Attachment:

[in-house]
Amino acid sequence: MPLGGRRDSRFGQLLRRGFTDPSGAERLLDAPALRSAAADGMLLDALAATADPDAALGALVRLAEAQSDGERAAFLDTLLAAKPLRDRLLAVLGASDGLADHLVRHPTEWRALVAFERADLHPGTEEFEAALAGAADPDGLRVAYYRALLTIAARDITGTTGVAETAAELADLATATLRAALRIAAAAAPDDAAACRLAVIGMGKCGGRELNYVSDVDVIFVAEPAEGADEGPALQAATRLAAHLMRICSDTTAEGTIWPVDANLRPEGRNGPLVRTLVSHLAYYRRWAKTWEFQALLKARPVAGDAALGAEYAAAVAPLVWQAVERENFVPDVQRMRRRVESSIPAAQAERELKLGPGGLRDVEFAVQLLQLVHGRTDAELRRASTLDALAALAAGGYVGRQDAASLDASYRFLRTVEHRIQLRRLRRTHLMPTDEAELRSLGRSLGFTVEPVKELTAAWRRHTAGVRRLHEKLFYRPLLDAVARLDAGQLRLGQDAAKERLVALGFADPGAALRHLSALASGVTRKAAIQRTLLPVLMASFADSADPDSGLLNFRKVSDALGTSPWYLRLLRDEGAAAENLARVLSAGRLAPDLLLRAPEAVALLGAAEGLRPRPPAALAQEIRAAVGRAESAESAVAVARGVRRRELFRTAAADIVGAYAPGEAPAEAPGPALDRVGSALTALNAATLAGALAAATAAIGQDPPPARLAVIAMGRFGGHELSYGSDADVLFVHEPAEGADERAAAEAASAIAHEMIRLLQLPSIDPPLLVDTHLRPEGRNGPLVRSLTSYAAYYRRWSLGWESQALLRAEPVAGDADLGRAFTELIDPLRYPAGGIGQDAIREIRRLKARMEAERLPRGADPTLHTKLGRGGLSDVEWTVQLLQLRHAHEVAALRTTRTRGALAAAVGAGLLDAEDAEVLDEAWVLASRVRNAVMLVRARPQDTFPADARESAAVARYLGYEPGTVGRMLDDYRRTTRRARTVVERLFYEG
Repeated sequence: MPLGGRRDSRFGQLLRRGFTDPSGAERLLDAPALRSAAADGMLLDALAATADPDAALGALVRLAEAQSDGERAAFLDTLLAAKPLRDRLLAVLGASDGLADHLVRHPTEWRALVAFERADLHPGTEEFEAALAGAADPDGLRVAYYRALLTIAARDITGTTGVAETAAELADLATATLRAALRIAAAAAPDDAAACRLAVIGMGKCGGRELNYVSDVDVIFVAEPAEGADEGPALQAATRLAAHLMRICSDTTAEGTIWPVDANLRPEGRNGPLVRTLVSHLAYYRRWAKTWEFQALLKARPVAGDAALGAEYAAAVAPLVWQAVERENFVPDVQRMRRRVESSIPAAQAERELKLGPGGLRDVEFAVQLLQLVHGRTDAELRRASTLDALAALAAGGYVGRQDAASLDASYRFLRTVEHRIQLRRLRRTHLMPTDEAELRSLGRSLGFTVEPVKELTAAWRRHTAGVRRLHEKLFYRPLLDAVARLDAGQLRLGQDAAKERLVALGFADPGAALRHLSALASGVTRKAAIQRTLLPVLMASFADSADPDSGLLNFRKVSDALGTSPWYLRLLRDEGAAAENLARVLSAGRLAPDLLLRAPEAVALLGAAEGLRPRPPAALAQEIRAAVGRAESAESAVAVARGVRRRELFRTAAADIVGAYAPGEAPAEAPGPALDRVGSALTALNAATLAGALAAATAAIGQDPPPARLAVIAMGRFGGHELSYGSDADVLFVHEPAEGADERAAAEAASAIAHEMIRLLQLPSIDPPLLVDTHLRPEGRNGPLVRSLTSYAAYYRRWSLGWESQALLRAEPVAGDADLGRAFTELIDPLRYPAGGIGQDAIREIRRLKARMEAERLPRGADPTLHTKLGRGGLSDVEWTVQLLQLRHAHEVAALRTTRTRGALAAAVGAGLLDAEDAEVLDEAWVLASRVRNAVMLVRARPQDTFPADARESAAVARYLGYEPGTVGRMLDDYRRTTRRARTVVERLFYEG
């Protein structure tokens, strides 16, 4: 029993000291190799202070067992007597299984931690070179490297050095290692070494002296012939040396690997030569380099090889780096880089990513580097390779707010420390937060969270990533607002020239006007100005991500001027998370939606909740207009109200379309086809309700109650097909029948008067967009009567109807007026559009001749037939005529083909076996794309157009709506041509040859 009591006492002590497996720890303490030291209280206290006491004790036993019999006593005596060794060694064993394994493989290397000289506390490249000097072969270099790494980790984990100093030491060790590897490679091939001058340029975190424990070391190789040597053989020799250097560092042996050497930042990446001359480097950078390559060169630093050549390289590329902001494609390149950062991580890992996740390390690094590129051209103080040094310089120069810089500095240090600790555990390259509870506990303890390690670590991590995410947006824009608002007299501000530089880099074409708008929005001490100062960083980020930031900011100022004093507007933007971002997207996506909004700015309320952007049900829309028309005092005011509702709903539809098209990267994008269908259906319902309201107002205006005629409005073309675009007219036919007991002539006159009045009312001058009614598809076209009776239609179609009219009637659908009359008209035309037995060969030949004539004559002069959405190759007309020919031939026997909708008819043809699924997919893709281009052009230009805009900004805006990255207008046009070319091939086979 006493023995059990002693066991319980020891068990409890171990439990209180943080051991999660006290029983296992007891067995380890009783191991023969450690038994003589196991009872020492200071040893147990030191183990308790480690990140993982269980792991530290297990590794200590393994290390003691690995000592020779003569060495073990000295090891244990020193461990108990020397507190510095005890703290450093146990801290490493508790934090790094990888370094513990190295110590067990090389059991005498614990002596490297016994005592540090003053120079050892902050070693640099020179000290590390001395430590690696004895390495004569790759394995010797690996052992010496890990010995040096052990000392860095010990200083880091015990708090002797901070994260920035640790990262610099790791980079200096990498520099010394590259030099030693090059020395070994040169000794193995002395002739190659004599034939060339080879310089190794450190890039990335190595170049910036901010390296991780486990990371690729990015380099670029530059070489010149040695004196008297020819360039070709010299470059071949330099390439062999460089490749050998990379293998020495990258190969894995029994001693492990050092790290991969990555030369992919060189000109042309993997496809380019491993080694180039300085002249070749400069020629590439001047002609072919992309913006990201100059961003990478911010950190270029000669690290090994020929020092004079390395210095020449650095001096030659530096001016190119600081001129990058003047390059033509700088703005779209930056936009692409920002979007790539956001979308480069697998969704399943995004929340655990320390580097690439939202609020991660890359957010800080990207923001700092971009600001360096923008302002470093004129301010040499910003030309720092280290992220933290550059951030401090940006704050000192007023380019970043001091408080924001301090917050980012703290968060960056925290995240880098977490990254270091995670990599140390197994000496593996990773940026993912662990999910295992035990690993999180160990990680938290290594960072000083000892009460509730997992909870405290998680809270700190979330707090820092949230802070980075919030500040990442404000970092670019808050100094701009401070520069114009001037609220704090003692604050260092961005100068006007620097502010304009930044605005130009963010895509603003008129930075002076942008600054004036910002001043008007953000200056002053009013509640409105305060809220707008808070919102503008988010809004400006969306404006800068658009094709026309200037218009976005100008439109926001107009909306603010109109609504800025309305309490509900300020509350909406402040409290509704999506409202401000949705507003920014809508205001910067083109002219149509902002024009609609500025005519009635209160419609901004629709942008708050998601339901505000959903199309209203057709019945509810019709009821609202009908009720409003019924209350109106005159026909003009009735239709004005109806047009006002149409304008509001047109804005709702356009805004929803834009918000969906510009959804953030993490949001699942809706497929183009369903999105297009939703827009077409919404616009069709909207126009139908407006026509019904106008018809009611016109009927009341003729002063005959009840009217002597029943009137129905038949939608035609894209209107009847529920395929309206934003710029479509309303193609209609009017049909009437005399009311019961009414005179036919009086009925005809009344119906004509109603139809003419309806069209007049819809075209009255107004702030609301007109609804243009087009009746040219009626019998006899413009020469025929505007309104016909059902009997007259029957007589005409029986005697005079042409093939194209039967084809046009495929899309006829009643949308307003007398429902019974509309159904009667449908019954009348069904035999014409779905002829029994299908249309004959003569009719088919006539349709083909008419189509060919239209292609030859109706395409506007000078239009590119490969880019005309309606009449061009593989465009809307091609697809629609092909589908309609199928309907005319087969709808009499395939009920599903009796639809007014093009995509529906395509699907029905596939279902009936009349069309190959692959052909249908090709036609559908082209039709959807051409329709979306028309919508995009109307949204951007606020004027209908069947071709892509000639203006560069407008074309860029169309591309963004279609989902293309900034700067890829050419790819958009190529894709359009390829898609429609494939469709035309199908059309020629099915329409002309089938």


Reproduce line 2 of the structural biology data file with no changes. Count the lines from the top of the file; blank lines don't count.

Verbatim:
Amino acid sequence: MPLGGRRDSRFGQLLRRGFTDPSGAERLLDAPALRSAAADGMLLDALAATADPDAALGALVRLAEAQSDGERAAFLDTLLAAKPLRDRLLAVLGASDGLADHLVRHPTEWRALVAFERADLHPGTEEFEAALAGAADPDGLRVAYYRALLTIAARDITGTTGVAETAAELADLATATLRAALRIAAAAAPDDAAACRLAVIGMGKCGGRELNYVSDVDVIFVAEPAEGADEGPALQAATRLAAHLMRICSDTTAEGTIWPVDANLRPEGRNGPLVRTLVSHLAYYRRWAKTWEFQALLKARPVAGDAALGAEYAAAVAPLVWQAVERENFVPDVQRMRRRVESSIPAAQAERELKLGPGGLRDVEFAVQLLQLVHGRTDAELRRASTLDALAALAAGGYVGRQDAASLDASYRFLRTVEHRIQLRRLRRTHLMPTDEAELRSLGRSLGFTVEPVKELTAAWRRHTAGVRRLHEKLFYRPLLDAVARLDAGQLRLGQDAAKERLVALGFADPGAALRHLSALASGVTRKAAIQRTLLPVLMASFADSADPDSGLLNFRKVSDALGTSPWYLRLLRDEGAAAENLARVLSAGRLAPDLLLRAPEAVALLGAAEGLRPRPPAALAQEIRAAVGRAESAESAVAVARGVRRRELFRTAAADIVGAYAPGEAPAEAPGPALDRVGSALTALNAATLAGALAAATAAIGQDPPPARLAVIAMGRFGGHELSYGSDADVLFVHEPAEGADERAAAEAASAIAHEMIRLLQLPSIDPPLLVDTHLRPEGRNGPLVRSLTSYAAYYRRWSLGWESQALLRAEPVAGDADLGRAFTELIDPLRYPAGGIGQDAIREIRRLKARMEAERLPRGADPTLHTKLGRGGLSDVEWTVQLLQLRHAHEVAALRTTRTRGALAAAVGAGLLDAEDAEVLDEAWVLASRVRNAVMLVRARPQDTFPADARESAAVARYLGYEPGTVGRMLDDYRRTTRRARTVVERLFYEG